You could just use 1x1 rounds that we all have millions of, stick them in-between the studs on the baseplate and set the section of say, Mines of Moria at an angle. It would sit a bit higher, but hardly noticeable.
This is why I am not a Lego designer. :laugh:  That's a good idea you have.

#18 Piranha

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Posted 15 March 2012 - 01:48 AM

It is indeed becoming very rare and whenever I get a base plate in a set it is like a special occasion or something now. :laugh:

I would like to see some supplementary packs like for example a new river base plate and others. :oh:

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#19 tedbeard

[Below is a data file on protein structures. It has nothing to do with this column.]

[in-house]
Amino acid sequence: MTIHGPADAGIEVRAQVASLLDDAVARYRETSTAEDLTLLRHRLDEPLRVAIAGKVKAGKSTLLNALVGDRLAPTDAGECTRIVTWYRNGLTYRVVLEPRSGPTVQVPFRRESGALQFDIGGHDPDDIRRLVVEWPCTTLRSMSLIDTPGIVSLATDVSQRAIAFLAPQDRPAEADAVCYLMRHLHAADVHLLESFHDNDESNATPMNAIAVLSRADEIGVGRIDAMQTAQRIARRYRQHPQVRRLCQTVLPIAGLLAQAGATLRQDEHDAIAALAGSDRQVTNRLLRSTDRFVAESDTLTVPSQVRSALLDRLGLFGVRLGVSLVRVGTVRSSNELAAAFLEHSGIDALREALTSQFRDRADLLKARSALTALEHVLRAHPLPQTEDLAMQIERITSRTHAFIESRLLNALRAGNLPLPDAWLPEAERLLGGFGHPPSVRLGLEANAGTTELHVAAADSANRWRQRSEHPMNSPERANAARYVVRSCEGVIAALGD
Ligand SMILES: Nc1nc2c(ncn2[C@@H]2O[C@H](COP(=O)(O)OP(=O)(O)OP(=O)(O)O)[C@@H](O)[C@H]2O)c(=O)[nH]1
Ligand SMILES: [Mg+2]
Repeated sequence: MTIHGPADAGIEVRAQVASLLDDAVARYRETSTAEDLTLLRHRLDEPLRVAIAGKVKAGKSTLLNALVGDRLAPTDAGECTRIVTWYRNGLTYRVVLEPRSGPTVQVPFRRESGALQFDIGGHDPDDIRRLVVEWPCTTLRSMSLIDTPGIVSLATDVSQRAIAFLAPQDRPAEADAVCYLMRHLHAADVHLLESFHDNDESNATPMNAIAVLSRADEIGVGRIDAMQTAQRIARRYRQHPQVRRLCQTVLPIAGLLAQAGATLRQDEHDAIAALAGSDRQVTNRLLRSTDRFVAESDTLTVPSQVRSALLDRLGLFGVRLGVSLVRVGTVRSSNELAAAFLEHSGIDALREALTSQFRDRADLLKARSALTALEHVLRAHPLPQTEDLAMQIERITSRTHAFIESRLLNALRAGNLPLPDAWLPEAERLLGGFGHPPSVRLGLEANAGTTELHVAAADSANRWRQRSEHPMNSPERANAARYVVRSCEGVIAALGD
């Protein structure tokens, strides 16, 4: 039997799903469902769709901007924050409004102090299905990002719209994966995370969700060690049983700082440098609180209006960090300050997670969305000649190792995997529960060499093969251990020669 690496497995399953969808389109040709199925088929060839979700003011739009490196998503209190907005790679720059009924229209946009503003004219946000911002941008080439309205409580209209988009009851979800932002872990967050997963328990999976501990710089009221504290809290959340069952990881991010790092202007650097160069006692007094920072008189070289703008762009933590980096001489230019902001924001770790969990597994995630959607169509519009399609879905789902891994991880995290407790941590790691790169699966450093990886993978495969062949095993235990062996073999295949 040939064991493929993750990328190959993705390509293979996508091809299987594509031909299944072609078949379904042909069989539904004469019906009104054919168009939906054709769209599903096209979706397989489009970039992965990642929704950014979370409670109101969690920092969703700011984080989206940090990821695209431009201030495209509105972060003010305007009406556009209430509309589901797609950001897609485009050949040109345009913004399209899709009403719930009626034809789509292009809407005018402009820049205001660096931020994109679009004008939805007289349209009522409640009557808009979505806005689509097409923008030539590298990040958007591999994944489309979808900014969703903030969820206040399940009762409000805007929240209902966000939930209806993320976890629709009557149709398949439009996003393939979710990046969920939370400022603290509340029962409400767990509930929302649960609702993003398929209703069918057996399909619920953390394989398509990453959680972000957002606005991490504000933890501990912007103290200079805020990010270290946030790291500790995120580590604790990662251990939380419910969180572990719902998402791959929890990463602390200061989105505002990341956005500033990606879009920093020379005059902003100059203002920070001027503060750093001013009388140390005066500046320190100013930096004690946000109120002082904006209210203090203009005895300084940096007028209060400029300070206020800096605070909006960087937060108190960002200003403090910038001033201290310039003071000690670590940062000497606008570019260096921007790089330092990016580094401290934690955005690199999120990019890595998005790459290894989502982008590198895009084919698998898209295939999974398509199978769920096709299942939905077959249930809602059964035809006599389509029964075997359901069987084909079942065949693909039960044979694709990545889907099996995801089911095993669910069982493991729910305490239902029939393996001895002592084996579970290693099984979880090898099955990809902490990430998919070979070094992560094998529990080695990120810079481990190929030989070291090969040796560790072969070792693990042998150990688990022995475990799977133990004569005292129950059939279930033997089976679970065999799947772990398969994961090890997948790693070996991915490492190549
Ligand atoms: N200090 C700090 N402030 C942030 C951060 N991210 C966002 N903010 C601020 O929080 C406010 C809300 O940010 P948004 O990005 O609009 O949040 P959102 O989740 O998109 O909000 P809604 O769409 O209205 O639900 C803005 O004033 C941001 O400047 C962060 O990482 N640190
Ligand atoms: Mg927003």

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Posted 15 March 2012 - 04:13 PM

View PostMacoco, on 15 March 2012 - 01:48 AM, said:

I would like to see some supplementary packs like for example a new river base plate and others. :oh:
Totally with you on that wish!

A couple of years back I bought four of these on Bricklink just to have some sort of river system:
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It would be fantastic to have these done again but without the printing on the middle of the river. Of course a new "corner" would be amazing as well. I wonder if Lord of the Rings could be the venue? Licensed themes get more leeway to create "new" elements. A couple of river elements could be used in sets for at least different scenes: Nazgul pursuit from the Shire to Rivendell, travelling downriver from Lothlórien and the assault on Osgiliath.
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#20 Lyichir

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Posted 15 March 2012 - 07:06 PM

View Posttedbeard, on 15 March 2012 - 04:13 PM, said: